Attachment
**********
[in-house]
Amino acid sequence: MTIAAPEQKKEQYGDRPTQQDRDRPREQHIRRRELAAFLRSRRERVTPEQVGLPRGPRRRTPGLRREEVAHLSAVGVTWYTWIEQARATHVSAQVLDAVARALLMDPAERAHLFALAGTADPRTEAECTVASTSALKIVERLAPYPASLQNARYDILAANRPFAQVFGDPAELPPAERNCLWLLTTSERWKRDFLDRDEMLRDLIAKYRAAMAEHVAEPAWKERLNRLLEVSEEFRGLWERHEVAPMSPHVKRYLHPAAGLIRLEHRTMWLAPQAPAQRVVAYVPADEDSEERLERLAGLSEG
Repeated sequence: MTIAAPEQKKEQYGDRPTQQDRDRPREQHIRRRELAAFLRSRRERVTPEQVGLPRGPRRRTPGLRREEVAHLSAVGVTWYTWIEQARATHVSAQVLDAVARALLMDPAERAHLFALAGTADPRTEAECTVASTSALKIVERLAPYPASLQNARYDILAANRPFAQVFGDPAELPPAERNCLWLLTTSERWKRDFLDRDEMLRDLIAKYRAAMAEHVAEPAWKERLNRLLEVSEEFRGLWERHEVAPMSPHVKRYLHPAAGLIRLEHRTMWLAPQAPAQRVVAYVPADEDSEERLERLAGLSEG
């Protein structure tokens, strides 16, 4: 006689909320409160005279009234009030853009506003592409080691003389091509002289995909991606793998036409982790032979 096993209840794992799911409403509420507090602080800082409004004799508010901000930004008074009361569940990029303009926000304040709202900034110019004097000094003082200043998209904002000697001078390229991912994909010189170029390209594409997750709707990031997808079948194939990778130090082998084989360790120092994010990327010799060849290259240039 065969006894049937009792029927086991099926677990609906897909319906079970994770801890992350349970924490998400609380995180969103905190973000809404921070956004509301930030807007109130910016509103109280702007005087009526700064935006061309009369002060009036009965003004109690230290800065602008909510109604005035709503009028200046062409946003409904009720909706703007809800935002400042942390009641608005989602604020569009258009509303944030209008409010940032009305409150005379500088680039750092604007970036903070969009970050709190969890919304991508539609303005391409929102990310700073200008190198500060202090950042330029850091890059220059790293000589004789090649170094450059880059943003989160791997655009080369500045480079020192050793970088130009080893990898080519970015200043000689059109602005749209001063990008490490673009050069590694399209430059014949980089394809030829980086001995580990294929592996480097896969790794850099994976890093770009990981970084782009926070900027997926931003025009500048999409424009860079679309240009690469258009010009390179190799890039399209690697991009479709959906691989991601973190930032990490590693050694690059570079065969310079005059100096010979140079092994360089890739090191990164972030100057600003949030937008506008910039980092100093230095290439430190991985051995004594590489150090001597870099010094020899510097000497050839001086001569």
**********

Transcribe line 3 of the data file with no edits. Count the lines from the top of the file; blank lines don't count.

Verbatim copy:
Repeated sequence: MTIAAPEQKKEQYGDRPTQQDRDRPREQHIRRRELAAFLRSRRERVTPEQVGLPRGPRRRTPGLRREEVAHLSAVGVTWYTWIEQARATHVSAQVLDAVARALLMDPAERAHLFALAGTADPRTEAECTVASTSALKIVERLAPYPASLQNARYDILAANRPFAQVFGDPAELPPAERNCLWLLTTSERWKRDFLDRDEMLRDLIAKYRAAMAEHVAEPAWKERLNRLLEVSEEFRGLWERHEVAPMSPHVKRYLHPAAGLIRLEHRTMWLAPQAPAQRVVAYVPADEDSEERLERLAGLSEG